A new land has surfaced and so have old feuds. And as two armies march, Commander Vimes of Ankh-Morpork City Watch has got just a few hours to deal with a crime so big that there’s no law against it. It’s called “war.” He’s facing unpleasant foes who are out to get him . . .that’s just the people on his side. The enemy might even be worse. And his pocket Dis-organizer says he’s got “Die” under “Things to do today.
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Terry Pratchett is a phenomenon unto himself. Never read a Discworld book? The closest comparison might be Monty Python and the Holy Grail, with its uniquely British sense of the absurd, and side-splitting, smart humor. Jingo is the 20th of Pratchett's Discworld novels, and the fourth to feature the City Guard of Ankh-Morpork. As Jingo begins, an island suddenly rises between Ankh-Morpork and Al-Khali, capital of Klatch. Both cities claim it. Lord Vetinari, the Patrician, has failed to convince the Ruling Council that force is a bad idea, despite reminding them that they have no army, and "I believe one of those is generally considered vital to the successful prosecution of a war." Samuel Vimes, Commander of the City Watch, has to find out who shot the Klatchian envoy, Prince Khufurah, and set fire to their embassy, before war breaks out.
Pratchett's characters are both sympathetic and outrageously entertaining, from Captain Carrot, who always finds the best in people and puts it to work playing football, to Sergeant Colon and his sidekick, Corporal Nobbs, who have "an ability to get out of their depth on a wet pavement." Then there is the mysterious D'reg, 71-hour Ahmed. What is his part in all this, and why 71 hours? Anyone who doesn't mind laughing themselves silly at the idiocy of people in general and governments in particular will enjoy Jingo. --Nona VeroFrom the Back Cover:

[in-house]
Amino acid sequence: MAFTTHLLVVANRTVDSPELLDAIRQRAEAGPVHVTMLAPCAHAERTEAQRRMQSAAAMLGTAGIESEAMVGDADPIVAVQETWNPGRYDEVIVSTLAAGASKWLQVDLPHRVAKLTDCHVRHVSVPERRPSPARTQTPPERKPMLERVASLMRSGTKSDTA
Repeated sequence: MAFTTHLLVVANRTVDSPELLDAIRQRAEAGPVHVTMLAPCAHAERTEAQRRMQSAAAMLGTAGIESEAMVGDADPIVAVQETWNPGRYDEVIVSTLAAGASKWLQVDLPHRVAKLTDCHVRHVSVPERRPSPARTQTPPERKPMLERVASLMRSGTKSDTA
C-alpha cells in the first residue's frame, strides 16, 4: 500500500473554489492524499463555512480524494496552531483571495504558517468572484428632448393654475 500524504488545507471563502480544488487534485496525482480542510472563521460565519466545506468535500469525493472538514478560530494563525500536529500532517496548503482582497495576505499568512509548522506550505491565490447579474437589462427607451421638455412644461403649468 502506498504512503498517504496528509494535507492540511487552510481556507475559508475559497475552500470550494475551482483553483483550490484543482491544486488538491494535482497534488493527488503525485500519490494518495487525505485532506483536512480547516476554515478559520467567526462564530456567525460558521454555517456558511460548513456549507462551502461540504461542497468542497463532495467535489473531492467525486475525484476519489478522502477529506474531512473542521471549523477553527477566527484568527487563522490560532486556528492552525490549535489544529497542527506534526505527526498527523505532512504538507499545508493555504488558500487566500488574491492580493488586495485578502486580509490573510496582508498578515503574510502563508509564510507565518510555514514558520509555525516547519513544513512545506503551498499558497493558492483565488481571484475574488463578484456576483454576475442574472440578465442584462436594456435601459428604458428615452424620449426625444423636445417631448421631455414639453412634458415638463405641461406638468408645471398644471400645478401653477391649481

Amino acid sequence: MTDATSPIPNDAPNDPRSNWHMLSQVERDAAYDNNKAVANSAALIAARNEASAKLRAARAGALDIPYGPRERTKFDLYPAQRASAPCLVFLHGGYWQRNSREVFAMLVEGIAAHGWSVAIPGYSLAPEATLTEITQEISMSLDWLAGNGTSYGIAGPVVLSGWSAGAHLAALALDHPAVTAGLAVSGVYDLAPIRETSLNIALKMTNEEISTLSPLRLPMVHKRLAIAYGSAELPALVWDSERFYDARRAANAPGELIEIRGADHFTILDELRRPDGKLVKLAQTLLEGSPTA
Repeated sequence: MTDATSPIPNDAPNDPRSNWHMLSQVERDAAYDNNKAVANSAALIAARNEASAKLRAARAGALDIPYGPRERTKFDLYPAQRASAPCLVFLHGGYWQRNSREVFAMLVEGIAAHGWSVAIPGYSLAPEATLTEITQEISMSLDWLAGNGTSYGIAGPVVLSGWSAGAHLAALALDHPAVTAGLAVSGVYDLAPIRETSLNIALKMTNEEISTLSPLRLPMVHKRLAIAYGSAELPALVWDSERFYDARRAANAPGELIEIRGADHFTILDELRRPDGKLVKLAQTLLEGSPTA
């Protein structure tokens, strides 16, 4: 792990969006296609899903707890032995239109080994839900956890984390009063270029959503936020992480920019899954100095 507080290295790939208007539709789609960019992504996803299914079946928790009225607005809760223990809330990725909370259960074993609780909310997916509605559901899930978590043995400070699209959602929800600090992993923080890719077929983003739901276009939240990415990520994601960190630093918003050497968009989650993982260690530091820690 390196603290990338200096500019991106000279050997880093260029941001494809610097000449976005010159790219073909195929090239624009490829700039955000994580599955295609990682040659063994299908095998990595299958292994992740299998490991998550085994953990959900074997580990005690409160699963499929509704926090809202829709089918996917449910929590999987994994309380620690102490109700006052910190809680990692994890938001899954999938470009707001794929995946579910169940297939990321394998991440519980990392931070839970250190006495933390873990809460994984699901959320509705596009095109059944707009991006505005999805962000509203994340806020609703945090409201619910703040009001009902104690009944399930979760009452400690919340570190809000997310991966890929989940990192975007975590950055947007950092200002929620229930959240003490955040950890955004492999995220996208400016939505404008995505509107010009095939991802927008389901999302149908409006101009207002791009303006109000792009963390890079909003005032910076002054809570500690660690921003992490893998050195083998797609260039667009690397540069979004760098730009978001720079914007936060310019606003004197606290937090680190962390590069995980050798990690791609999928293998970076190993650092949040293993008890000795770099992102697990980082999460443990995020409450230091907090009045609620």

Something new has come up between the Discworld's ancient rival cities of Ankh-Morpork and Al-Khali. Literally. It's an island, rising out of Discworld's sea, uninhabited and claimed by both cities. Ankh-Morpork has been at peace for a century, and so has Al-Khali. But now there are people on both sides who think it's time to give war a chance, and will happily help it on its way with a few murders... Modern war needs modern weapons. Unfortunately, Ankh-Morpork got rich making and selling them to Al-Khali. But it's just possible that salvation lies in the hands of the great inventive genius Leonard of Quirm, whose sketchbooks are filled with devices for killing people, flying through the air, and weighing cheese.
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Descrizione libro Corgi, 2006. Paperback. Condizione libro: New. Never used!. Codice libro della libreria P110552154164